Thursday, February 2

Falling inventories boost aluminum but surprises lie ahead

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LONDON — Aluminum rose on Tuesday, helped by a weakening dollar and a sharp fall in inventories available on the London Metal Exchange (LME), but rising COVID cases in China and expectations of surplus supply next year limited gains.

Benchmark aluminum on the LME was up 1.7% at $2,400.50 a tonne at 1144 GMT after 32,950 tons were earmarked for delivery out of LME-registered warehouses, lowering on-warrant stocks to 237,650 tons.

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LME aluminum inventories have been falling in recent weeks and stocks in Shanghai Futures Exchange warehouses, at 92,373 tons, are near multi-year lows.

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Yet prices of the metal used in transport, construction and packaging have declined in December and are down 15% this year due to a global economic slowdown.

“Demand is weakening, especially in China,” said Citi analyst Wenyu Yao, predicting further price falls.

Citi expects the 65-70 million tons a year market to be oversupplied by 900,000 tons next year, she said.

In China, the biggest metals consumer, cities scrambled to install hospital beds and build fever screening clinics amid a surge in COVID-19 cases that will likely disrupt economic activity.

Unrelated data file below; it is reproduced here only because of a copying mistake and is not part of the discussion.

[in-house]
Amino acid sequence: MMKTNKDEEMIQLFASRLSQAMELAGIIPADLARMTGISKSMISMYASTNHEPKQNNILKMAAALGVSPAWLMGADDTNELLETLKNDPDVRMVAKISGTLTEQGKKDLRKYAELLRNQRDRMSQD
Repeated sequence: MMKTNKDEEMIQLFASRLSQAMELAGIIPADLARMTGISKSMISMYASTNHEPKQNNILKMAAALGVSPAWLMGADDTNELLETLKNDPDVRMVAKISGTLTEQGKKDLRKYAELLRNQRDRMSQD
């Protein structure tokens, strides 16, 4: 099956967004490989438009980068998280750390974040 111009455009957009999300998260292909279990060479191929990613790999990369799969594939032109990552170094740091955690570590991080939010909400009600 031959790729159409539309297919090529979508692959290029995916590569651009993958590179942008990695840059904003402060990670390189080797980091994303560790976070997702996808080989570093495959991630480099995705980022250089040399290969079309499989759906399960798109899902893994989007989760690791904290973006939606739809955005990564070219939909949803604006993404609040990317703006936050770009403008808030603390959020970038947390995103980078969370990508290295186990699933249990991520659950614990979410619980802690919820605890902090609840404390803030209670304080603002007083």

Analysts expect economic stimulus measures but on Tuesday China’s central bank kept benchmark lending interest rates unchanged and Chinese stock markets fell, echoing broader declines on global equities markets.

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The dollar weakened, however, helping dollar-priced metals by making them cheaper for buyers with other currencies.

LME nickel surged 6.9% to $29,100 a tonne, erasing losses of recent days. A trader said liquidity was so low that buy orders were able to send prices sharply higher.

“We see nickel prices declining to $26,000 a tonne over the next three months and falling even further to $22,000 tons by the end of 2023,” said Citi analyst Tom Mulqueen, predicting hefty surprises for 2023 and 2024.

LME copper was up 0.5% at $8,362 a tonne, zinc was up 1.1% at $3,044, lead rose 0.3% to $2,165.50 and tin was 1.3% higher at $23,600. (Reporting by Peter Hobson Additional reporting by Siyi Liu and Dominique Patton; Kirsten Donovan)



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